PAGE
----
This was a revelation to me. Here was someone who was struggling to assert herself confidently but in a different guise, competed at such a high-level  in an incredibly adversarial sport! Where had that part of her character disappeared to?  She had in fact just left it at the door. Just like many others, she had developed a work identity and not integrated this incredibly valuable and powerful component of character within that identity.  I went on to discover that the strip that fencers compete on is called the Piste. When we looked at situations she had to succeed in as if she was a fencer on the piste (with a strong, competitive will to win), her ability to assert herself was transformed.

I now consistently spend time getting to know far more about the backgrounds of my coachees to discover other components to their personalities that might be missing in the workplace. The indoor hockey captain, the baseball player who called the plays for his team, the rower who went on to coach his university squad, the drummer who was the heartbeat of his band, the martial artist, the ballet dancer. The list goes on. It’s very rare that these elements of ‘private’ personality cannot be brought more fully into one’s business life to enable a much more authentic, and robust identity at work.

Being clear on the identity you hold for yourself can be a short path to highly effective change. How do you think of yourself at work? Who are you being?
I look for a noun, not a set of adjectives. Someone who sorts out problems would be a fixer. Someone who gets things done a Do-er. Someone’s right-hand man/woman a Lieutenant etc. These particular identities are limiting as a leader but they’re actually quite common.
Much more useful identities that clients have identified include Conductor, Coach, Captain, Cox and even Sumo!

I find that a useful metaphor for most workplaces is a cruise ship and the difference between the Chief Engineer and the Captain. What is important to both, i.e. what are the values that have their attention and drive their decision making?  For the chief engineer what will be important is looking after the engineering components of the boat, the engines, energy supplies and how that relates to the safety of crew and passengers. He/she is driven to maintain a reliable ship that functions to certain standards and solves problems that get in the way of that smooth running. Their focus is very much internal to the boat.
A captain, on the other hand, is responsible for the safety, well-being and enjoyment of all crew and passengers. They have an external view concerned with the navigation of the ship and will be expecting constant updates on the weather and shipping conditions. In the evening they are also the face of the company, dining with and entertaining passengers.  It’s quite obvious in this example the differences in what is important according to the identity of the role. For the captain, it is important to focus more externally, think more strategically about where the boat is going and has a much larger remit in terms of the well-being of all aboard. For the chief engineer, it is important to have a more internal, expert and tactical focus, with a more limited remit concerning crew and passengers.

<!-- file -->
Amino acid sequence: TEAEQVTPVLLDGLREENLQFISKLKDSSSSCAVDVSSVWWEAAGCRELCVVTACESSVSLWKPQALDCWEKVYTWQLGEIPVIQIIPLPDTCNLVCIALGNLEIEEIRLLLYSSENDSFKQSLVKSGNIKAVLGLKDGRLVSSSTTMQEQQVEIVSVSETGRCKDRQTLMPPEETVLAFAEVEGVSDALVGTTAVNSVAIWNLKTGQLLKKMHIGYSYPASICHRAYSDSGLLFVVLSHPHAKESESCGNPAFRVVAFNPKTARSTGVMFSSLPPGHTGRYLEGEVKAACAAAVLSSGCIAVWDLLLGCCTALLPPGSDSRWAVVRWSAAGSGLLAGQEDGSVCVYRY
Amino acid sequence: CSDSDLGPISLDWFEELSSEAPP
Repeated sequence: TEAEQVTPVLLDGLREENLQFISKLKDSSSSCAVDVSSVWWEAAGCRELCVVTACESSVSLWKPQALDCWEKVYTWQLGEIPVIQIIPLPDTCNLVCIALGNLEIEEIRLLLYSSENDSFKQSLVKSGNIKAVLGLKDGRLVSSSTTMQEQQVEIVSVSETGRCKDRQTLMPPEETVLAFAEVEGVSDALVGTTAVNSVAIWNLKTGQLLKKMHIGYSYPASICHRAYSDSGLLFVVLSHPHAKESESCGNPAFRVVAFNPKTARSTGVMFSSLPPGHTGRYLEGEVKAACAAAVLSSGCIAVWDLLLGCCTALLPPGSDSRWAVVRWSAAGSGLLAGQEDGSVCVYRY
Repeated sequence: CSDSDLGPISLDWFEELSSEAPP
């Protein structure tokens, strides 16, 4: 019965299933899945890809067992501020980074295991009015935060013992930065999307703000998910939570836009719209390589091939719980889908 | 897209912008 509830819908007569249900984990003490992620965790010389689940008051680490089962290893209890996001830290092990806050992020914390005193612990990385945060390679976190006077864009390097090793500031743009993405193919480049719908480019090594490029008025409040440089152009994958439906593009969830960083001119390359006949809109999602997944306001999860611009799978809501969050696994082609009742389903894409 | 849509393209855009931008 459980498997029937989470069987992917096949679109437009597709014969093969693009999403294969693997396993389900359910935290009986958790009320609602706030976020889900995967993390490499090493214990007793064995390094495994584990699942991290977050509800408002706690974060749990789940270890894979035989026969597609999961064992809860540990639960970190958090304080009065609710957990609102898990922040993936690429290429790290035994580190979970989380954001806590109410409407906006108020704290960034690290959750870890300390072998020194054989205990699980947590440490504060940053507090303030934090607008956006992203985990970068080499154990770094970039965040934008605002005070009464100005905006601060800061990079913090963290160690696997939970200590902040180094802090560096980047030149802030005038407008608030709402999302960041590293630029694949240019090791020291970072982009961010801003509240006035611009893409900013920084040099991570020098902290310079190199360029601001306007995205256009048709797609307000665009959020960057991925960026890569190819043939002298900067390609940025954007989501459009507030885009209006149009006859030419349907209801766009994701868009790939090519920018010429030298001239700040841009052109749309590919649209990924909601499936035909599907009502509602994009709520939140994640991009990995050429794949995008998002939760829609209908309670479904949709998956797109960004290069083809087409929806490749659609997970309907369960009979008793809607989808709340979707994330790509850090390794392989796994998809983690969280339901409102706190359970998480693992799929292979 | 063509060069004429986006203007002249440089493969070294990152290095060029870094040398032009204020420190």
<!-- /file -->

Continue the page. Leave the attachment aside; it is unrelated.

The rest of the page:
Someone moving from a more limited, functional or expert role into a director position is likely to experience a shift similar to that of a chief engineer taking on the role of captain. They need a change of focus and priorities, leaving behind the comfort of whatever their metaphorical boiler room was, where they were master of their domain, to a role where an external perspective, dealing with setting strategy and direction is critical. The difference is easier to see on a ship. A captain can’t do their job from below deck, they need to be on the bridge. It can be easy to take on the job, but if your identity stays the same you may unconsciously ‘stay below deck’ where it’s safe rather than get on the bridge.

When working with identity I have found that organisational labels, e.g. Strategic Director, just don’t have the desired impact. It’s best to have a single word that relates in some way to you and your passions and interests. It’s important that your work identity has at its core something that is really you.
It’s important to note that taking on a new Identity doesn’t change who you are in and of yourself. What it does do is help you to more quickly achieve a shift in the criteria by which you make choices.

My clients have come up with a lot of ingenious ways of reminding themselves of their new identities. Here are some of them:

  • Changing the password on your computer login. Entering a password is something that many of us do many times a day and is often a great habit-change reminder
  • Having something on your desk.
  • Placing something on your car dashboard.
  • Changing the background image on your smartphone’s screen.
    Post-It notes on the mirror in your bathroom.
  • Placing something in your pocket or on your keyring (I had a client who would put his hand in his pocket when he felt less confident. The item on his key-ring triggered his new identity into action)

What identity are you currently holding for yourself at work? Is this the most useful identity for you to have? What would be a more useful identity for you to hold?

Answering these three questions are fundamental.